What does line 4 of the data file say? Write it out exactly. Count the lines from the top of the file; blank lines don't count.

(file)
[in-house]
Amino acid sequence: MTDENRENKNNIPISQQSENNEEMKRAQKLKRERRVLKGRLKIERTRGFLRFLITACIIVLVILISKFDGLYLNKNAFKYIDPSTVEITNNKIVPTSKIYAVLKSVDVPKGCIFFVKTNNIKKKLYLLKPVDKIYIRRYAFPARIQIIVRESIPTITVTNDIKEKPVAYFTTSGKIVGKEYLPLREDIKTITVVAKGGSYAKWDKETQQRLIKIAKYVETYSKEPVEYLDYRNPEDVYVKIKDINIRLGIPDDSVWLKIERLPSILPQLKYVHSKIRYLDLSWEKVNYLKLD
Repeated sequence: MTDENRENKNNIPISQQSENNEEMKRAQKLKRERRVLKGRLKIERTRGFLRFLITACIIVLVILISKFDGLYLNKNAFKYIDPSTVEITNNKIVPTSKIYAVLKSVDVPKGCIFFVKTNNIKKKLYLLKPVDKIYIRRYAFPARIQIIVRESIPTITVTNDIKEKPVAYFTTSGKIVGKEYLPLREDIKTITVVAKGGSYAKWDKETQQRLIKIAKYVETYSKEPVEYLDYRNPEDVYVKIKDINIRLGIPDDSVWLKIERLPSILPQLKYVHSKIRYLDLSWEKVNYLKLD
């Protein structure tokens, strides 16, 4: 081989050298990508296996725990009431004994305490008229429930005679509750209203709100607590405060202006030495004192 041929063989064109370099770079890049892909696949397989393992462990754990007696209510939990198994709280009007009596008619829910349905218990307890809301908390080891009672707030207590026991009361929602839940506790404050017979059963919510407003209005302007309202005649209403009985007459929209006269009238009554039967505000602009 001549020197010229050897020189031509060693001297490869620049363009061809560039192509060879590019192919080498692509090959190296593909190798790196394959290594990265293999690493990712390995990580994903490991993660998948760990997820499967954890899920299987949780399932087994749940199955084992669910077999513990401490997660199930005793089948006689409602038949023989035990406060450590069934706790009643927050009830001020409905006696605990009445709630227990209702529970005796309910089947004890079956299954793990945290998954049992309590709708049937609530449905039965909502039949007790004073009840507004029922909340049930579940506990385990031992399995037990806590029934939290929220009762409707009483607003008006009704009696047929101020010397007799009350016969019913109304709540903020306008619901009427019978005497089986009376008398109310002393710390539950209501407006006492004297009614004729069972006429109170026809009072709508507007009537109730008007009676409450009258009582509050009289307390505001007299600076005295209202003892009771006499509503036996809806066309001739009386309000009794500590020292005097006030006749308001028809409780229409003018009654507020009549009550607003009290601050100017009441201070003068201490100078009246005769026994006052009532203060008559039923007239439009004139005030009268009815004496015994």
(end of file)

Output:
């Protein structure tokens, strides 16, 4: 081989050298990508296996725990009431004994305490008229429930005679509750209203709100607590405060202006030495004192 041929063989064109370099770079890049892909696949397989393992462990754990007696209510939990198994709280009007009596008619829910349905218990307890809301908390080891009672707030207590026991009361929602839940506790404050017979059963919510407003209005302007309202005649209403009985007459929209006269009238009554039967505000602009 001549020197010229050897020189031509060693001297490869620049363009061809560039192509060879590019192919080498692509090959190296593909190798790196394959290594990265293999690493990712390995990580994903490991993660998948760990997820499967954890899920299987949780399932087994749940199955084992669910077999513990401490997660199930005793089948006689409602038949023989035990406060450590069934706790009643927050009830001020409905006696605990009445709630227990209702529970005796309910089947004890079956299954793990945290998954049992309590709708049937609530449905039965909502039949007790004073009840507004029922909340049930579940506990385990031992399995037990806590029934939290929220009762409707009483607003008006009704009696047929101020010397007799009350016969019913109304709540903020306008619901009427019978005497089986009376008398109310002393710390539950209501407006006492004297009614004729069972006429109170026809009072709508507007009537109730008007009676409450009258009582509050009289307390505001007299600076005295209202003892009771006499509503036996809806066309001739009386309000009794500590020292005097006030006749308001028809409780229409003018009654507020009549009550607003009290601050100017009441201070003068201490100078009246005769026994006052009532203060008559039923007239439009004139005030009268009815004496015994």